Sonic Colours, then. It's another return to the hedgehog's roots, but in a different way to Sonic the Hedgehog 4's elaborate sprite tribute to his Mega Drive days.

Evidently taking its inspiration from the relative success that was Secret Rings and not, thankfully, from Black Knight, Colours strips away periphery characters and desperate additions like talking swords and werewolf transformations to focus on speed and tight design. There's no Arabian or Arthurian theme, no Shadow, just platforms and bright colours and plenty of things to cheerfully jump on and rebound off.

It jangles our nerves at first, though, by calling itself SONIC COLORS on the E3 demo's title screen. We're hastily reassured that there'll be an extra U in there in time for the European release.

Sonic Colours' stages are sprawled across a six-armed planet map not entirely dissimilar to Mario's galaxies. Colours also pulls the same trick of transitioning you between 2D and 3D without much warning, in such a way that you don't always notice it's happening. It's partly on-rails, but not to Secret Rings' extent - you use the nunchuk's analogue stick to guide Sonic around tight corners with your own capable thumb without the game wresting away control.

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If you've ever been to Smile Burger in Kyoto, you'll recognise that burger.

Stages are bright, sugar-hallucination arrangements of corkscrewing pipes, spring pads, primary and pastel-coloured blocks and hovering robotic enemies, with trails of golden rings leading from one mini-segment to the next. The two levels on show - Sweet Mountain and Tropical Resort - are stylistically very different, but equally colourful.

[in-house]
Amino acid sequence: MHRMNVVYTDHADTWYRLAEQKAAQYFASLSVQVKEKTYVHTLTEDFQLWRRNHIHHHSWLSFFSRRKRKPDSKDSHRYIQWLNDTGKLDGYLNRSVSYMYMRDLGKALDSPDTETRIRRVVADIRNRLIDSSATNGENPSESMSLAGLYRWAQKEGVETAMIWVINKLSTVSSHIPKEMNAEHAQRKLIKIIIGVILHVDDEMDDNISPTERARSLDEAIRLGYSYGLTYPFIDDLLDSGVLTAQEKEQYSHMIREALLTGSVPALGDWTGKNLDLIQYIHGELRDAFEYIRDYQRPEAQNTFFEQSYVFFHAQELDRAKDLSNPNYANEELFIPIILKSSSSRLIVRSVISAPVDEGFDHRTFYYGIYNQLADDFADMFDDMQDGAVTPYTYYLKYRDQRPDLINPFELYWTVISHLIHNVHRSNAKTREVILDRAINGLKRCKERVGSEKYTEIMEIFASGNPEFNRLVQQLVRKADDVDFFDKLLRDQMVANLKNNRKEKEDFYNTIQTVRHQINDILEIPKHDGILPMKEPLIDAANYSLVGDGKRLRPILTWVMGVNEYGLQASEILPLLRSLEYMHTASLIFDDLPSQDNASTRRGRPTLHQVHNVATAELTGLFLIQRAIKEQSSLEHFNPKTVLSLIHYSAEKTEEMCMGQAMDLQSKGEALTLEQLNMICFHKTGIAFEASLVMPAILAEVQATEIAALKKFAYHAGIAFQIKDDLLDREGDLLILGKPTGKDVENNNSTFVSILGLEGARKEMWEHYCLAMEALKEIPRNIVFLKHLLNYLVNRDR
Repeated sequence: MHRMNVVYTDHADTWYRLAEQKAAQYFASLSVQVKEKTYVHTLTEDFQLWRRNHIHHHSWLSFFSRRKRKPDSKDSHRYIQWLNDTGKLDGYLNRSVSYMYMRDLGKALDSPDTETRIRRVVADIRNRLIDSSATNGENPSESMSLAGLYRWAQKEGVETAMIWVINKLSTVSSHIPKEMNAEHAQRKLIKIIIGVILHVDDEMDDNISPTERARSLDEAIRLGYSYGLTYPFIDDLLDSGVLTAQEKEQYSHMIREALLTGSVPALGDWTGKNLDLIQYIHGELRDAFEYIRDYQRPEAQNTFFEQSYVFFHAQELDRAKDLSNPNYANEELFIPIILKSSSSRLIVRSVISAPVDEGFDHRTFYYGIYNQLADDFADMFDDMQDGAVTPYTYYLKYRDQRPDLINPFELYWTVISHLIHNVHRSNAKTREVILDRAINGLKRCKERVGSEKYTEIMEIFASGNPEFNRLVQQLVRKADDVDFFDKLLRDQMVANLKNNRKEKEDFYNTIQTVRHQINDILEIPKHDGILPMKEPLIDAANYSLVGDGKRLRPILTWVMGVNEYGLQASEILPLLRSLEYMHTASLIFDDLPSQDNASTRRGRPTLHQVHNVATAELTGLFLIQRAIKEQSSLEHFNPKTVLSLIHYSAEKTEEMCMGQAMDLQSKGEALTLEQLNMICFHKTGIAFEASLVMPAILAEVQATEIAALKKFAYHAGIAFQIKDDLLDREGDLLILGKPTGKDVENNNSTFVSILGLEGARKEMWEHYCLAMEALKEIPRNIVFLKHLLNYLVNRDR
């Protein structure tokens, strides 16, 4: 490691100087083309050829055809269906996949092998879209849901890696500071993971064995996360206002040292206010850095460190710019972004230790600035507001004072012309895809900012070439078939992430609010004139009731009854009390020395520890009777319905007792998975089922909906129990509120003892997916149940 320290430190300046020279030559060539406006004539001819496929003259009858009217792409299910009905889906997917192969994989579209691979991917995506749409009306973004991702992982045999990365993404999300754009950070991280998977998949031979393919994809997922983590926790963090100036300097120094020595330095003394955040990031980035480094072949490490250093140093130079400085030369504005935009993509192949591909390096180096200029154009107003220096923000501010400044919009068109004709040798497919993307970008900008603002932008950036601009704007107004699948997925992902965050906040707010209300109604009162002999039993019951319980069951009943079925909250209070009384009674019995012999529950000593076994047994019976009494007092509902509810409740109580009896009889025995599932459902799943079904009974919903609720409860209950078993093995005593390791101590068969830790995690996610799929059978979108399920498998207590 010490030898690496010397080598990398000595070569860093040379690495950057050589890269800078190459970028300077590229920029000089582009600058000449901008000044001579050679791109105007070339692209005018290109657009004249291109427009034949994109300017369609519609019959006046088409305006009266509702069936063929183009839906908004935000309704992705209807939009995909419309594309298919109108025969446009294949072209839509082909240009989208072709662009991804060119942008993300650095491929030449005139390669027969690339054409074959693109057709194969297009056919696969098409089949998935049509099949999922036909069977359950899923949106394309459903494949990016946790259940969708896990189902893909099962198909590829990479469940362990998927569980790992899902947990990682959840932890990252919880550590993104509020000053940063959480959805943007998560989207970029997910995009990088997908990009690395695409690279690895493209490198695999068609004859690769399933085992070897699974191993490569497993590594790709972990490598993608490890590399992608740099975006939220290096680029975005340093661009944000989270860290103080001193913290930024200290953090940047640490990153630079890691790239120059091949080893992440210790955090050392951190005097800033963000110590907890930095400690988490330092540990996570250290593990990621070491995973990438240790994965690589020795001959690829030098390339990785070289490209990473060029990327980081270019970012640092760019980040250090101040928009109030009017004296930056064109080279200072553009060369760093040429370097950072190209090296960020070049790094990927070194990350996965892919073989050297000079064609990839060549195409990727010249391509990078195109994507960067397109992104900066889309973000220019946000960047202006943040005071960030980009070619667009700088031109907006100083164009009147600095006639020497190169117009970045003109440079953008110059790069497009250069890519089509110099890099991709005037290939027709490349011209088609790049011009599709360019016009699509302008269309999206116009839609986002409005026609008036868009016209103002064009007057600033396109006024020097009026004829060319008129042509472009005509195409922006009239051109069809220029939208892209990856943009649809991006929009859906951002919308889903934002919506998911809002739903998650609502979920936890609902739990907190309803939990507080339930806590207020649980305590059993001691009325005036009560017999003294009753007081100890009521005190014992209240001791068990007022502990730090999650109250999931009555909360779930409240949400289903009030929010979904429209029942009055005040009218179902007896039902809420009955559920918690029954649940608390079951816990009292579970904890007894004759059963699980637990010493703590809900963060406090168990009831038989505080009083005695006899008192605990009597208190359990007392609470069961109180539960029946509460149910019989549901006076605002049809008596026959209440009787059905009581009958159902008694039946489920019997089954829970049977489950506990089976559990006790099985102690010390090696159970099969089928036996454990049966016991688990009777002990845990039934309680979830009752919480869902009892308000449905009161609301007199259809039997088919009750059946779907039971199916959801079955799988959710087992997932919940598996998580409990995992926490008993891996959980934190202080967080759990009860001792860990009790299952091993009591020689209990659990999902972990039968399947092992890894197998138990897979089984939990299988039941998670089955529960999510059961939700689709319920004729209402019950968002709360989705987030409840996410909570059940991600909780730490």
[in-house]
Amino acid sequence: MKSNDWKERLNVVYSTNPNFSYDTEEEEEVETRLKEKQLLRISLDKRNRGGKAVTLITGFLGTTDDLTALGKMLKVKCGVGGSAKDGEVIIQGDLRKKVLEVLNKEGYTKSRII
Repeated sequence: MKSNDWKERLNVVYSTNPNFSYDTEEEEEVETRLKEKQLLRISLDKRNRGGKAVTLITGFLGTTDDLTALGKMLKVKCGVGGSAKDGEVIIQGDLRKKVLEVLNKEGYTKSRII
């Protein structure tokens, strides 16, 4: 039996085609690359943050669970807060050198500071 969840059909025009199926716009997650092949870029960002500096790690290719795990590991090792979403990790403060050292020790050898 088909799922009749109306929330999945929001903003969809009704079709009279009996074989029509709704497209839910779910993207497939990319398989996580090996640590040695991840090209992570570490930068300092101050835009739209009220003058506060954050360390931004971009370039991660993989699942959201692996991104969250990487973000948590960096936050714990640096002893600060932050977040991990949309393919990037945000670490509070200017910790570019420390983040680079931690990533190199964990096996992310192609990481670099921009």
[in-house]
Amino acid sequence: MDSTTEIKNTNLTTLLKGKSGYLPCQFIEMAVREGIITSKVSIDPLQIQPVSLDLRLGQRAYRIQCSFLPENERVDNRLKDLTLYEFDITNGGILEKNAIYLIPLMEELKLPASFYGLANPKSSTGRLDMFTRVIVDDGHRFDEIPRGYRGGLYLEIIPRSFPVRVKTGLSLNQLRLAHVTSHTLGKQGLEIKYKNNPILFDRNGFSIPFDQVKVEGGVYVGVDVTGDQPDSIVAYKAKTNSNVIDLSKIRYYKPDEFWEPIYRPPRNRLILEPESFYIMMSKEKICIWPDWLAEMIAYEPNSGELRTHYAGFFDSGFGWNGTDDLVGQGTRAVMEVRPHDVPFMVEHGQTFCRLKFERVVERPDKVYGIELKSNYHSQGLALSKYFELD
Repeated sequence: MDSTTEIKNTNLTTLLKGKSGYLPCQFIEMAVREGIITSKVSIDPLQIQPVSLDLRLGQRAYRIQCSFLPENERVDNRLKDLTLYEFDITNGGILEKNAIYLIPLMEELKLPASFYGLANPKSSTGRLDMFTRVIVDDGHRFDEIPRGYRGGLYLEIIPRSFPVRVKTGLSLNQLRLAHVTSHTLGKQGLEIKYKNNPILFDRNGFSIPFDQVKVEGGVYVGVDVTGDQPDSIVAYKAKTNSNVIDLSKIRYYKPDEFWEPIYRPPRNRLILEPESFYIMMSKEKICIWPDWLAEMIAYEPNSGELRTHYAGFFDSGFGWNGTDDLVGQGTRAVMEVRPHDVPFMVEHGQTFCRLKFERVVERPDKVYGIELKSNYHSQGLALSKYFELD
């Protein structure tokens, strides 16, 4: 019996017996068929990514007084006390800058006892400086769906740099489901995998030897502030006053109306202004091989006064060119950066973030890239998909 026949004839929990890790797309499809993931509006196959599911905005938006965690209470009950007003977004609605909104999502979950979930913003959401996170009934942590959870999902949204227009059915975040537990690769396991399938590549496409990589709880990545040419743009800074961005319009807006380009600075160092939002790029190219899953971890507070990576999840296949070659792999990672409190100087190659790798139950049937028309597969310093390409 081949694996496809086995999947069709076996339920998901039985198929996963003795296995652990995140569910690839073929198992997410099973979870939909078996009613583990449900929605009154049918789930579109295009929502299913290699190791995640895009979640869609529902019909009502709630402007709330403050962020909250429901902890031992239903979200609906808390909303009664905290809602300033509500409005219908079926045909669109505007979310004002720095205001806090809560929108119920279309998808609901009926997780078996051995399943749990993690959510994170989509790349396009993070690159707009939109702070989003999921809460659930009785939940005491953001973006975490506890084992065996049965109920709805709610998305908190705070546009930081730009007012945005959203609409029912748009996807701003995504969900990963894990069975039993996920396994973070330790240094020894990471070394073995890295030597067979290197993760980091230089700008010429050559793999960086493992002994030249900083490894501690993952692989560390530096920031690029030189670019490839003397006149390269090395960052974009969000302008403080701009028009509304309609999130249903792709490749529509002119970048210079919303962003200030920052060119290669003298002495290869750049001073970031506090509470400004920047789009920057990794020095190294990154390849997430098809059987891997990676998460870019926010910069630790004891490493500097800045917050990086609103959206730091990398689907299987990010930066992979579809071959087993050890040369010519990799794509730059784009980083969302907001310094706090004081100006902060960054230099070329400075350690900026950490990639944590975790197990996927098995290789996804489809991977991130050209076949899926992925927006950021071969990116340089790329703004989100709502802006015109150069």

Sweet Mountain is an icing-daubed, candy-coloured stage constructed mostly from cake, sending Sonic loop-the-looping around donuts and boring through layers of pastry. Tropical Resort is a blue-and-green paradise. Both are a mixture of familiar audio and visual cues - the blue-and-red spring pads, the discordant chime when Sonic is hit by an enemy and scatters his rings - and fresh level design.

There are plenty of alternate routes, vertically-stacked in the 2D sections. Sonic barrels along at such a relentless pace that you're not always sure why you've emerged in a new area - zipping left and right across parallel rails on different playthroughs sends the hedgehog in different directions, soaring through a series of rainbow-coloured hoops or skating down onto a fast-disappearing bridge.

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Wisp pickups cower inside their little UFO capsules until Sonic smashes them and consumes their souls for special powers.

Sonic's homing spin is, once again, as much a form of conveyance as an attack, propelling him from enemy to enemy, exploding them into rings and speeding up his path through the levels. Stages are peppered with bright balloons, too, which you can lock onto and burst with a satisfying pop and which occasionally lead to shortcuts.

There's a mix of destructible obstacles that Sonic can run straight through and barriers that stop him in his tracks, ruining his momentum. Trial and error is the only sure way to tell between them, but it's generally obvious that you can run through a crowd of barrels but not through a steel block.

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About the author

Keza MacDonald

Keza MacDonald

Contributor

Keza is the Guardian's video games editor. Previously she has been the UK editor for Kotaku and IGN, and a Eurogamer contributor.

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